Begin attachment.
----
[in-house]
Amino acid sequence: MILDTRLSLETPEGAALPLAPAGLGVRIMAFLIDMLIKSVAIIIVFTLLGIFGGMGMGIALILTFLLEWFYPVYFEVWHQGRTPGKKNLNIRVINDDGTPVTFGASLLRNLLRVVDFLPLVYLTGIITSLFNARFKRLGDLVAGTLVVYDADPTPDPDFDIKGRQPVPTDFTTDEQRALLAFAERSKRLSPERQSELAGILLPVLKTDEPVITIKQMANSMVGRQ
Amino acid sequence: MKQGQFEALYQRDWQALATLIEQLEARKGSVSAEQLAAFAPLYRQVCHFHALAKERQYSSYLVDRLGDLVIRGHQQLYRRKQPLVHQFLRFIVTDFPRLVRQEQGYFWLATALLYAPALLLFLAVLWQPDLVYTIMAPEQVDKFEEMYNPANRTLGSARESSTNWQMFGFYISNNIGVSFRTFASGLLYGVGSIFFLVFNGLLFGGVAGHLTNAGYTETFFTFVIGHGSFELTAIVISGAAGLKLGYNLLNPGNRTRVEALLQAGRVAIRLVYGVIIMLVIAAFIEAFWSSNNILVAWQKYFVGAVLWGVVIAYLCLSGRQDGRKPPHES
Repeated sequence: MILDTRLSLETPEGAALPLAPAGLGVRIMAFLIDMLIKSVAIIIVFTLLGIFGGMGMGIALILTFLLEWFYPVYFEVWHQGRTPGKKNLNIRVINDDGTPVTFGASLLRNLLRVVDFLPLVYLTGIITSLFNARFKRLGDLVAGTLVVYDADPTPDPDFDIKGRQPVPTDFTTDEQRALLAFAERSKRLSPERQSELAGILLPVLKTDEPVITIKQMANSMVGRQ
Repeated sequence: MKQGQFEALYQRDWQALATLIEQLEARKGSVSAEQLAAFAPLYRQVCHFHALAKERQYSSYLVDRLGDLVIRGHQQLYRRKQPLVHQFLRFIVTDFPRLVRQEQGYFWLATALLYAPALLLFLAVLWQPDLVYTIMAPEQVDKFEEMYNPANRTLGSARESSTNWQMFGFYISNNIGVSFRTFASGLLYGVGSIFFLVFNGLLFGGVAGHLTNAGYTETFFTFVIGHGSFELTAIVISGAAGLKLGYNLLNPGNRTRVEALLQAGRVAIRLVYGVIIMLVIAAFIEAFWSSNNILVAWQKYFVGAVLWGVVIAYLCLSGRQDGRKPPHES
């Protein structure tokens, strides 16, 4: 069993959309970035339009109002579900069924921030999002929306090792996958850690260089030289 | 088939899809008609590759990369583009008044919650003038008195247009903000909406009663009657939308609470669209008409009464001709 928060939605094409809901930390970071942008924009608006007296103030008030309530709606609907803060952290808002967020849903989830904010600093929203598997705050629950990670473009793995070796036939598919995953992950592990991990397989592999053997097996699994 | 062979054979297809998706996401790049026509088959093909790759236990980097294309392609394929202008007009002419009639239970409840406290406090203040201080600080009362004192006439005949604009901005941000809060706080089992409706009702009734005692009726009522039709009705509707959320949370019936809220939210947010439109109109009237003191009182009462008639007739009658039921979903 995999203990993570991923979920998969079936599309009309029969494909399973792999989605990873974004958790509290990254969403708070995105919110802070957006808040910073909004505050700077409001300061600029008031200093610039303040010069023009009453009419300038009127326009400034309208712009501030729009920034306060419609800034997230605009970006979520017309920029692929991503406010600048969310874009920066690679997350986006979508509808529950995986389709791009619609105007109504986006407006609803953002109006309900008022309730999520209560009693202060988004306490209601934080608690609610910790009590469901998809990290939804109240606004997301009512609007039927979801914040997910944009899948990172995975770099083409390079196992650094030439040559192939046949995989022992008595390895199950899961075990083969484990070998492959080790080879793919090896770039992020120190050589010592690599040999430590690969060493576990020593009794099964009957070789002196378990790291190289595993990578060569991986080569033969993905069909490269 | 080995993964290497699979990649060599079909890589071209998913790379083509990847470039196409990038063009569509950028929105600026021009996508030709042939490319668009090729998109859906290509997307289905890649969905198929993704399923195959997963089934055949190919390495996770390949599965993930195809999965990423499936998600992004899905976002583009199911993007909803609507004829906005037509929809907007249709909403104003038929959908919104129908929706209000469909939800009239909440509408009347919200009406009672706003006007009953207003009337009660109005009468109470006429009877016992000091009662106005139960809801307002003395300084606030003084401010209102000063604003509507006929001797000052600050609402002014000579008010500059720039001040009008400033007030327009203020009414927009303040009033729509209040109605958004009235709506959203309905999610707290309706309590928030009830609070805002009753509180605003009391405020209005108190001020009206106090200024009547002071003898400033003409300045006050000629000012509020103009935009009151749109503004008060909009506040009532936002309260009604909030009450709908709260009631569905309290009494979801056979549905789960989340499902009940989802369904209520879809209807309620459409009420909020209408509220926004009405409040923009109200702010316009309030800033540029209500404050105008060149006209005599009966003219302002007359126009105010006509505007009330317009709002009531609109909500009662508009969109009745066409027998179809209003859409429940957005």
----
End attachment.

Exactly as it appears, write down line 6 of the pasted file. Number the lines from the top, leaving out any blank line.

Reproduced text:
């Protein structure tokens, strides 16, 4: 069993959309970035339009109002579900069924921030999002929306090792996958850690260089030289 | 088939899809008609590759990369583009008044919650003038008195247009903000909406009663009657939308609470669209008409009464001709 928060939605094409809901930390970071942008924009608006007296103030008030309530709606609907803060952290808002967020849903989830904010600093929203598997705050629950990670473009793995070796036939598919995953992950592990991990397989592999053997097996699994 | 062979054979297809998706996401790049026509088959093909790759236990980097294309392609394929202008007009002419009639239970409840406290406090203040201080600080009362004192006439005949604009901005941000809060706080089992409706009702009734005692009726009522039709009705509707959320949370019936809220939210947010439109109109009237003191009182009462008639007739009658039921979903 995999203990993570991923979920998969079936599309009309029969494909399973792999989605990873974004958790509290990254969403708070995105919110802070957006808040910073909004505050700077409001300061600029008031200093610039303040010069023009009453009419300038009127326009400034309208712009501030729009920034306060419609800034997230605009970006979520017309920029692929991503406010600048969310874009920066690679997350986006979508509808529950995986389709791009619609105007109504986006407006609803953002109006309900008022309730999520209560009693202060988004306490209601934080608690609610910790009590469901998809990290939804109240606004997301009512609007039927979801914040997910944009899948990172995975770099083409390079196992650094030439040559192939046949995989022992008595390895199950899961075990083969484990070998492959080790080879793919090896770039992020120190050589010592690599040999430590690969060493576990020593009794099964009957070789002196378990790291190289595993990578060569991986080569033969993905069909490269 | 080995993964290497699979990649060599079909890589071209998913790379083509990847470039196409990038063009569509950028929105600026021009996508030709042939490319668009090729998109859906290509997307289905890649969905198929993704399923195959997963089934055949190919390495996770390949599965993930195809999965990423499936998600992004899905976002583009199911993007909803609507004829906005037509929809907007249709909403104003038929959908919104129908929706209000469909939800009239909440509408009347919200009406009672706003006007009953207003009337009660109005009468109470006429009877016992000091009662106005139960809801307002003395300084606030003084401010209102000063604003509507006929001797000052600050609402002014000579008010500059720039001040009008400033007030327009203020009414927009303040009033729509209040109605958004009235709506959203309905999610707290309706309590928030009830609070805002009753509180605003009391405020209005108190001020009206106090200024009547002071003898400033003409300045006050000629000012509020103009935009009151749109503004008060909009506040009532936002309260009604909030009450709908709260009631569905309290009494979801056979549905789960989340499902009940989802369904209520879809209807309620459409009420909020209408509220926004009405409040923009109200702010316009309030800033540029209500404050105008060149006209005599009966003219302002007359126009105010006509505007009330317009709002009531609109909500009662508009969109009745066409027998179809209003859409429940957005």